A Patch of Sky

Just to let you know the almond blossom is out in the Catalan countryside!

almond blossom

Such a sign of hope and renewal.

I can feel it in my life too with new plans taking form.  Every day, thoughts of the Camino, which we will start walking at the end of March, make me feel both excited and a bit scared. We are decorating the upstairs flat to have a space full of light and peace. Even the Resident Adolescent is changing into an easier person to live with, his offer to help me make pancakes last week was so totally out of the norm that I had to pinch myself to know I wasn’t dreaming.

We did it together and it was easy and nice.

“Always try to keep a patch of sky above your life.”
Marcel Proust, Swann’s Way

The migration of birds helps me understand my life

Starlings over Marazion Marshes

I promised myself I would write here today and although it is late at night I want to keep to that promise.

Now that I have this brand new beautiful blog I feel shy about writing unless it is worthwhile, interesting, wonderful and perfect.

Impossible expectations of myself only freeze my creativity.

So here I am writing just an ordinary post, hoping at least to capture something of the moment that I am living through right now.

I am back in Cornwall yet again.

I arrived about three weeks ago and tomorrow night I leave Penzance on the sleeper train to London. On Saturday I will fly to Barcelona and then travel on by train to Granollers.

It is the first time in years that I have been back in Cornwall in November and  I have loved it.  The weather has been pretty good and I’ve been able to walk along the deserted coast path and on the empty beaches. The winter birds have arrived and the summer tourists have gone.

The roads are quiet and the streets of Penzance have been returned to the locals.

Starlings going home to roost

But I found myself aware that I am no longer a local.   I am not a tourist but am definitely a visitor. Some people in my village of Lamorna didn’t recognise me.  Others are surprised to see me at this time of year and every day someone is asking,  ” How long are you here this time?”  and  “When do you go off again?”         It is perfectly natural for people to want to know these things.  There is something disturbing about someone who comes and goes, someone who used to live here and be part of the fabric of life but who suddenly upped and went off to live in Spain.  I hear an element of accusation in the questions, a hint of annoyance as if I decided to go because Cornwall wasn’t good enough for me.

Being a migrant means I am expected at certain times of the year and am seen as a strange occurance at others.  As if I have flown off course.

This makes me sad and makes me long to settle down and stay again, to be a year round resident.

And yet…..

I feel the call of the south.   I want to go  where the sun shines with more warmth.  There is something – and  someone who is calling me.  And in the spring I will start to dream of Cornish cliffs and of my country cabin.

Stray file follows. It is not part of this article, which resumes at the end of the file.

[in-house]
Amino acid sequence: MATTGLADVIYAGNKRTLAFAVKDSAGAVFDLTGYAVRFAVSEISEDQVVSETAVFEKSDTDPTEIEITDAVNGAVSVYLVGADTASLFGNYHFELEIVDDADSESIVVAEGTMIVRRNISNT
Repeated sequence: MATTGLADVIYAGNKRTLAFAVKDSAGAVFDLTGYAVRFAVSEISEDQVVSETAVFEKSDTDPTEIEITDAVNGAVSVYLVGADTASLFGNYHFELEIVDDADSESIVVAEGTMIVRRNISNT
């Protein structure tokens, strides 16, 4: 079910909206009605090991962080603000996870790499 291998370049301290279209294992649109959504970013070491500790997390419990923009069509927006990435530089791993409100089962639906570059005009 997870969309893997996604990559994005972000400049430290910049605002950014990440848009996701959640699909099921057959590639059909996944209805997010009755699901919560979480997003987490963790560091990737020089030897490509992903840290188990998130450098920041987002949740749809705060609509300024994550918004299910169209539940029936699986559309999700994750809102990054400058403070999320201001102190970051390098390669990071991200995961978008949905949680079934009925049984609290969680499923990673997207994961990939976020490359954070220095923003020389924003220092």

I don’t like feeling like a transient visitor when I come to Cornwall but somehow this is now my reality.

I have always felt drawn to birds and known a link between their lives and mine.

It helps me understand my life now when I think about migration


Tren dels Llacs

Last weekend we took the Tren dels Llacs from Lleida to Pobla de Segur in the Pyranees. It leaves at 10.30 am and so we stayed overnight in Lleida

tren dels llacs

It is a trip I have wanted to do for years and finally it happened. You can go during the week but it is an ordinary train and there is no time to stop at the other end. On Saturdays they run a tourist train – it’s a beautiful old one with compartments – and you have a few hours to explore Pobla de Segur

alt=tren dels llacs
the beautiful old steam train is a work of art

It wasn’t expensive, 27 euros return for each person, and they took great care of everyone with free gifts, a couple of funny men who moved through the carriages making people laugh (not me of course – too British!)  and a stop-off on the way home for a glass of wine and a pastry with escalivada.

I took a lot of photos and here are some of them – including the train toilet which was very wonderful compared to the ones we have now. 
Modern trains have tiny toilets
electronic locks on the doors giving you no sense of privacy or security
you often can’t find how to flush it

and the actual toilet no longer gives you the pleasing feeling of the tracks thundering by straight down the hole

alt=tren dels llacs
remember old corridors?

There is a view from the window – which you can open!!!  See above.
Anyway, enough about the toilet, though I did like it – here is the corridor. It is a proper one making you squeeze your tummy in to let anyone past

And you can stand there with the window open and gaze out

alt=tren dels llacs
remembering looking out the window?
alt=tren dels llacs
Babcock & Wilcox

When you go between carriages there are those lovely in-between wobbly bits where again you can see the tracks rushing by
Right, now we get to the reason for the trains name – The Lakeland Train

We passed through tunnels and crossed bridges and passed numerous lakes